Working With the Lay of the Land By René Davids
Image from Wikimedia.
BERKELEY REVIEW OF LATIN AMERICAN STUDIES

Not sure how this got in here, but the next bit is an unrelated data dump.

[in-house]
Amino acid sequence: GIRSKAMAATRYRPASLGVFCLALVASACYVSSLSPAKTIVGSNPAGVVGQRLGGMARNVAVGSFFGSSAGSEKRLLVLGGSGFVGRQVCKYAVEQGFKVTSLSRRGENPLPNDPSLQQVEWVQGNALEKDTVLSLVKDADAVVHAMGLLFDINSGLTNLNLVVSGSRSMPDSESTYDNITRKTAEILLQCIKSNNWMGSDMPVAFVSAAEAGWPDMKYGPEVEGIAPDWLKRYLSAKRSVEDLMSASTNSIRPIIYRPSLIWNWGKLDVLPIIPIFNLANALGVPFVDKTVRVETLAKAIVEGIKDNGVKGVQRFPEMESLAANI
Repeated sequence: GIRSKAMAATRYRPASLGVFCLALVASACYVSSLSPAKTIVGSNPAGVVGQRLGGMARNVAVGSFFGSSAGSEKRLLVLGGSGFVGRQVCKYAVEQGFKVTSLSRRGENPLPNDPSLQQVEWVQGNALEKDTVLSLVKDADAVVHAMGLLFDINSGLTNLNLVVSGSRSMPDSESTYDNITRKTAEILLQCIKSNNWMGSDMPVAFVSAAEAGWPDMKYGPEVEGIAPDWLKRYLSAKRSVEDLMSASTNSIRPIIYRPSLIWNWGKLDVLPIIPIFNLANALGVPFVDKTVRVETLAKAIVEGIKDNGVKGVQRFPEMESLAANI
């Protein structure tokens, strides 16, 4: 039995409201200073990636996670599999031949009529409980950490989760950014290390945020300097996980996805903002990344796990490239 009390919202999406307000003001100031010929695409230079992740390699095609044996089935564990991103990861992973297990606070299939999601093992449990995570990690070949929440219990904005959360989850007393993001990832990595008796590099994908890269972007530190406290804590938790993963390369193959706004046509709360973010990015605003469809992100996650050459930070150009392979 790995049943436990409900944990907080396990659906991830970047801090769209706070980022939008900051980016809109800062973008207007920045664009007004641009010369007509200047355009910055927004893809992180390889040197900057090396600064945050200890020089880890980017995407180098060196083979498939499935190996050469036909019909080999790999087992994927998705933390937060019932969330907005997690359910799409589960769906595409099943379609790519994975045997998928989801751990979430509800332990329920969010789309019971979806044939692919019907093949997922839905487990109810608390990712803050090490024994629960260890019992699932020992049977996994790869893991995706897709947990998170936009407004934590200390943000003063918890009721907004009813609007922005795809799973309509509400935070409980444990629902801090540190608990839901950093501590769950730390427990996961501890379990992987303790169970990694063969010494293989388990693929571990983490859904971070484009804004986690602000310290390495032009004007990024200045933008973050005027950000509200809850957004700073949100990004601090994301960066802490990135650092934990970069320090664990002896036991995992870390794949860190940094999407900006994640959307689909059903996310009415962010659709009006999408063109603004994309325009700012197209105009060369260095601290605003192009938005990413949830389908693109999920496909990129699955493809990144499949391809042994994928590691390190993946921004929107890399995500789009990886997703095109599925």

he built environment is an expression of culture in material form, and the land upon which cities are built is a dynamic surface manipulated to enrich urban culture with varying degrees of success. Throughout the history of human settlement in Latin America, topography and the ecological conditions produced and affected by it have both inspired significant environmental ingenuity and aggravated the region’s unique social, economic, and political struggles. The examples of Bogotá, Medellín, Caracas, Mendoza, Rio de Janeiro, and Mexico City, among many others, demonstrate how topographical settings, which have supported richly diverse patterns of settlement since pre-Hispanic times or newer cities like Valparaíso, continue to strongly influence their urban fabric and infrastructure. While all continents feature mountain chains, the particular configuration of the southern half of the American Cordillera — an almost-continuous sequence of mountain ranges on the western portions of North America, Central America, South America, and Antarctica — as well as the existence of mostly temperate and subtropical climates at higher elevations, provide water sources and cooler temperatures at tropical latitudes. Almost two-thirds of Mexico consists of plateaus and high mountain ranges, which continue through Central America to form a nearly unbroken sequence with the Andes along the west coast of South America. These mountains connect with the large landmass of the Guiana Shield and extensive Brazilian highlands along the east coast of South America to form a huge rim around the relatively flat continental interior. Interspersed among the coastal mountains and foothills west of the Andes and lower interior ranges to the east are vast high-elevation plateaus of which the Bolivian altiplano is the best-known example. The South American perimeter, consisting of the Andean highlands to the west and the Brazilian highlands along the Atlantic, has a cooling effect on otherwise torrid equatorial climates and divides the region into interdependent terrestrial geosystems and hydrological networks, which together with the rich soils from the erosion of the Andes inf luenced